You can't go wrong, had I know what I knew now I would have gotten into it from the start...most of my career we dealt with MS SQL with the odd Oracle SQL, which is a good starting point as most companies I came across use mostly MS SQL, which may indicate a starting point to you.
 

Claymore

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Jan 20, 2004
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7,728
There's a big demand for people who know SQL, especially at bigger companies (we've lost 3 of our team of 4 in our area recently, we badly need replacements). Apart from being a full time DBA, there are options in MI and BI, specific solutions (Sharepoint, MS Dynamics), and development.
 

Solarion

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Nov 14, 2012
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19,261
Please could one of you point me in the right direction. Need something free just for home use. Is the Developer Edition what I'm looking for?

 

poffle

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Apr 21, 2007
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5,458
SQL is awesome! There are so many different aspects to databases that most don't realise, nor how much it is actually used in companies (literally everywhere in everything).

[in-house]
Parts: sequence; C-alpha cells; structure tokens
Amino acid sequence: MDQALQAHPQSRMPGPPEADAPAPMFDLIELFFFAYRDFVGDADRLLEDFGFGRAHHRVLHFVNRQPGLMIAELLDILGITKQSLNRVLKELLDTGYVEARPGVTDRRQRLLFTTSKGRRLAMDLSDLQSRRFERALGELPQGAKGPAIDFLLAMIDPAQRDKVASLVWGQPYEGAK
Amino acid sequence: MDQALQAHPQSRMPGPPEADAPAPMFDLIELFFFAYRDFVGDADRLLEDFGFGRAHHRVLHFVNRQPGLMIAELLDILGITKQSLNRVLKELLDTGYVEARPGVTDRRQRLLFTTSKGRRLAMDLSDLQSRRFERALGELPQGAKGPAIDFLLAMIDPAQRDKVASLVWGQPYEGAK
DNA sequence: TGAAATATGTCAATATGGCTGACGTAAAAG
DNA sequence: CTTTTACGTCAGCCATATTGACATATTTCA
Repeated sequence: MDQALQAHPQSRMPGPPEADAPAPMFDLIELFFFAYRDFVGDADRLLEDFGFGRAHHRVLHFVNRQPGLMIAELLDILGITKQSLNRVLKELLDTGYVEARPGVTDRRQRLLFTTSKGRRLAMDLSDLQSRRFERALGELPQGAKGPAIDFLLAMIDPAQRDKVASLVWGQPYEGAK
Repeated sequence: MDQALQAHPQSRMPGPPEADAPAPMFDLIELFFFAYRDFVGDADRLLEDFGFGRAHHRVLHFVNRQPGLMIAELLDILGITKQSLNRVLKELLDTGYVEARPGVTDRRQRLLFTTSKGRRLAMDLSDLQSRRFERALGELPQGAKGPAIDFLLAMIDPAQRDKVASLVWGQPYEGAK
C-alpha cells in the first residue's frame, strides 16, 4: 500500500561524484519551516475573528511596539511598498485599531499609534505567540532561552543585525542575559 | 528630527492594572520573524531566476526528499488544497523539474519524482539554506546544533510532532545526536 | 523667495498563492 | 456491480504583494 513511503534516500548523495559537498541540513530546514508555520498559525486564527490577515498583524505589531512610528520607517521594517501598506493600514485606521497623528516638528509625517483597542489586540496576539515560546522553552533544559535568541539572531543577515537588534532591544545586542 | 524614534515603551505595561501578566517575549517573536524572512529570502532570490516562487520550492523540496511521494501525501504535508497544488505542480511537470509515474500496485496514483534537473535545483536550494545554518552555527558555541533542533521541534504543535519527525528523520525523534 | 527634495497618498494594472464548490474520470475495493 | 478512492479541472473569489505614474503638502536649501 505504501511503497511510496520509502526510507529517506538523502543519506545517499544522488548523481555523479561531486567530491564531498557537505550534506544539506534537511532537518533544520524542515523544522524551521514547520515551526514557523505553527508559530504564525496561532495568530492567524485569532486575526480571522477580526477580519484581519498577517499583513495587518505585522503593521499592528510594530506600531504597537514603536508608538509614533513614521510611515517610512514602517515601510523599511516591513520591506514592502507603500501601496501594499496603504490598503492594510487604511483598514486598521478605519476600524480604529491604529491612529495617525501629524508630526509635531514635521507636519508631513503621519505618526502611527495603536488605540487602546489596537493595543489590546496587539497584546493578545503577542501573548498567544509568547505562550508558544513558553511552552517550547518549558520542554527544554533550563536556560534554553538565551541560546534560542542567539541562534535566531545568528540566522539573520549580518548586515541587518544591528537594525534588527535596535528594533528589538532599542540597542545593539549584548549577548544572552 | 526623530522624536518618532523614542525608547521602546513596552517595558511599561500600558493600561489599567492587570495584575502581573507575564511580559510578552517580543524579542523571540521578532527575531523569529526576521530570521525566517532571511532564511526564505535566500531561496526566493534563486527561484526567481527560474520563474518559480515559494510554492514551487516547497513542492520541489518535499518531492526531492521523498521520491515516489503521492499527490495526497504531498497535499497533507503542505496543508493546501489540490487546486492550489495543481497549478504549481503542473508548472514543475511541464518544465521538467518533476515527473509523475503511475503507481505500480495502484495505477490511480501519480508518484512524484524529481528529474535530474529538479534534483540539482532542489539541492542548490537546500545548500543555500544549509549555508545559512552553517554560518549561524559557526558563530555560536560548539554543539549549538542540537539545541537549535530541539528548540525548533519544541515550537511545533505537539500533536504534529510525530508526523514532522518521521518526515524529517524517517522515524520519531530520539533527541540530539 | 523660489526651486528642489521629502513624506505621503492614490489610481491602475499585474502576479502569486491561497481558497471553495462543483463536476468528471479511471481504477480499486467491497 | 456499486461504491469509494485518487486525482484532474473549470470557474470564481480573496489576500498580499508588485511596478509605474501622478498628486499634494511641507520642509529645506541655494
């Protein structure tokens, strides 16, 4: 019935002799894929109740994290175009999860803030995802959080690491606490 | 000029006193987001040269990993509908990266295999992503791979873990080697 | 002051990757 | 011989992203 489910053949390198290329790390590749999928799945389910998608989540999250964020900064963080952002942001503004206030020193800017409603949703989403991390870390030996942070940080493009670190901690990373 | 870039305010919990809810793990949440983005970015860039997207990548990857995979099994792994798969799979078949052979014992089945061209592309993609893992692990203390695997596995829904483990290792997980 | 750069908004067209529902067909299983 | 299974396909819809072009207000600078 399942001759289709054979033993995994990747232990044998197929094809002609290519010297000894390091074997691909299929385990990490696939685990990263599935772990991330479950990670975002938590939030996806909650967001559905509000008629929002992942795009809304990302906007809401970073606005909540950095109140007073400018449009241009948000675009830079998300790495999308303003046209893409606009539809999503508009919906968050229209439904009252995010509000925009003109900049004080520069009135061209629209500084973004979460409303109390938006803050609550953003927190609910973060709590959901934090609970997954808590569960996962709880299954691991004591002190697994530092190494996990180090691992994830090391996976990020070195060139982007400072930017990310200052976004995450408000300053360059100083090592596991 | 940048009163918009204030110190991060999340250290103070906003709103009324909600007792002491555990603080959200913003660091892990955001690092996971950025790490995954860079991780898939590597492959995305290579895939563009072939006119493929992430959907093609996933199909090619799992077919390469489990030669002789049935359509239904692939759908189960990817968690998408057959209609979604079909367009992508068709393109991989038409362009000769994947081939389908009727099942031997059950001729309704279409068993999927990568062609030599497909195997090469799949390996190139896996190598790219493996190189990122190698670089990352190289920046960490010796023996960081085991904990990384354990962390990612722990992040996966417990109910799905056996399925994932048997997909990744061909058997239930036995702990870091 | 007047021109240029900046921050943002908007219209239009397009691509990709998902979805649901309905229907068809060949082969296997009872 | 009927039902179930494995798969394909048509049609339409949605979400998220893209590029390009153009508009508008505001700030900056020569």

If you looking into it, find out what you want to do with it, you get the administration side of things; making sure the installations are good, databases are created for maximum performance, security, backup & recovery.
You get the SQL Development (which is more fun for me personally) side, which is mainly writing actual SQL code to do lots n lots of things and how to make **** fast!

Current company working with 2TB databases and ingesting like 5000 rows of data per second, gets fun trying to optimize that!

As for picking a flavour.. ya its hard. I used to be die hard MSSQL, recently been working with PostgreSQL and its bloody awesome, both have pros n cons and both are fantastic. Oracle is just oracle, expensive and you need a freaking guru with 100years experience just to set up your DB else it runs likes a snail. MySQL is rubbish.

Then of course you now have the "big data" trend... whole other ball game and host of technologies.

On a job note, Its extremely hard to find proper competent SQL Developers :(

Edit: And i wish software engineers knew more SQL! Even just advanced "basics" like what and index is and why you should use it :(
 
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SlinkyMike

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Jan 23, 2006
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6,403
Don't waste your time.

The realistic use case for non-relational data is vanishingly small; on the rare occasion when you do bump into one, a NoSQL solution is trivial to implement.

And, really, why bother? Postgres has native JSON data types: best of both worlds.
Agree strongly with the bolded point and I should add that I have seen several projects that went NoSQL eventually have to go Kimball and build dimensional models, etc. anyway due to performance issues. It has its place but rather focus on SQL skills, then learn data modeling.